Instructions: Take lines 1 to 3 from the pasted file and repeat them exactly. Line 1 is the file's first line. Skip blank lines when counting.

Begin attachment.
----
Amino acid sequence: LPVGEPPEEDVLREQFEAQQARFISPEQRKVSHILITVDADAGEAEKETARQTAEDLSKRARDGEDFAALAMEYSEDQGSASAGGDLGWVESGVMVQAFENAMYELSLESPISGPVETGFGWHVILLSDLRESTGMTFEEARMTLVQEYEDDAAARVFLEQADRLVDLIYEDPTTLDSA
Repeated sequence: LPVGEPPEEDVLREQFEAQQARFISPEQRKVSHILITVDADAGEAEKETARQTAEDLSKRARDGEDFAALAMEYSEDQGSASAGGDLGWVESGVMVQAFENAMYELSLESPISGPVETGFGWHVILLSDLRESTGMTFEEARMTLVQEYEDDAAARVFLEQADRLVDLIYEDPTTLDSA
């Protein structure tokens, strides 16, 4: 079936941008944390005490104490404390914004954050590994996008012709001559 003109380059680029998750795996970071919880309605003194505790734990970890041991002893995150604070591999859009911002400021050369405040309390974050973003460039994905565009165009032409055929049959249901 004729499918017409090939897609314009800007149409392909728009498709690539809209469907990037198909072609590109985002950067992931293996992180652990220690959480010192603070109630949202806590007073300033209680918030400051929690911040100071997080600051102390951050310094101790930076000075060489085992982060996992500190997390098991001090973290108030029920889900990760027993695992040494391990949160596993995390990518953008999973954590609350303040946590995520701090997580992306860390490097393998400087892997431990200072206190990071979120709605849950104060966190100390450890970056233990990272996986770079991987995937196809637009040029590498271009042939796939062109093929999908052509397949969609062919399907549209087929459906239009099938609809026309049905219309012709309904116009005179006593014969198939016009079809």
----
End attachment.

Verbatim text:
Amino acid sequence: LPVGEPPEEDVLREQFEAQQARFISPEQRKVSHILITVDADAGEAEKETARQTAEDLSKRARDGEDFAALAMEYSEDQGSASAGGDLGWVESGVMVQAFENAMYELSLESPISGPVETGFGWHVILLSDLRESTGMTFEEARMTLVQEYEDDAAARVFLEQADRLVDLIYEDPTTLDSA
Repeated sequence: LPVGEPPEEDVLREQFEAQQARFISPEQRKVSHILITVDADAGEAEKETARQTAEDLSKRARDGEDFAALAMEYSEDQGSASAGGDLGWVESGVMVQAFENAMYELSLESPISGPVETGFGWHVILLSDLRESTGMTFEEARMTLVQEYEDDAAARVFLEQADRLVDLIYEDPTTLDSA
């Protein structure tokens, strides 16, 4: 079936941008944390005490104490404390914004954050590994996008012709001559 003109380059680029998750795996970071919880309605003194505790734990970890041991002893995150604070591999859009911002400021050369405040309390974050973003460039994905565009165009032409055929049959249901 004729499918017409090939897609314009800007149409392909728009498709690539809209469907990037198909072609590109985002950067992931293996992180652990220690959480010192603070109630949202806590007073300033209680918030400051929690911040100071997080600051102390951050310094101790930076000075060489085992982060996992500190997390098991001090973290108030029920889900990760027993695992040494391990949160596993995390990518953008999973954590609350303040946590995520701090997580992306860390490097393998400087892997431990200072206190990071979120709605849950104060966190100390450890970056233990990272996986770079991987995937196809637009040029590498271009042939796939062109093929999908052509397949969609062919399907549209087929459906239009099938609809026309049905219309012709309904116009005179006593014969198939016009079809």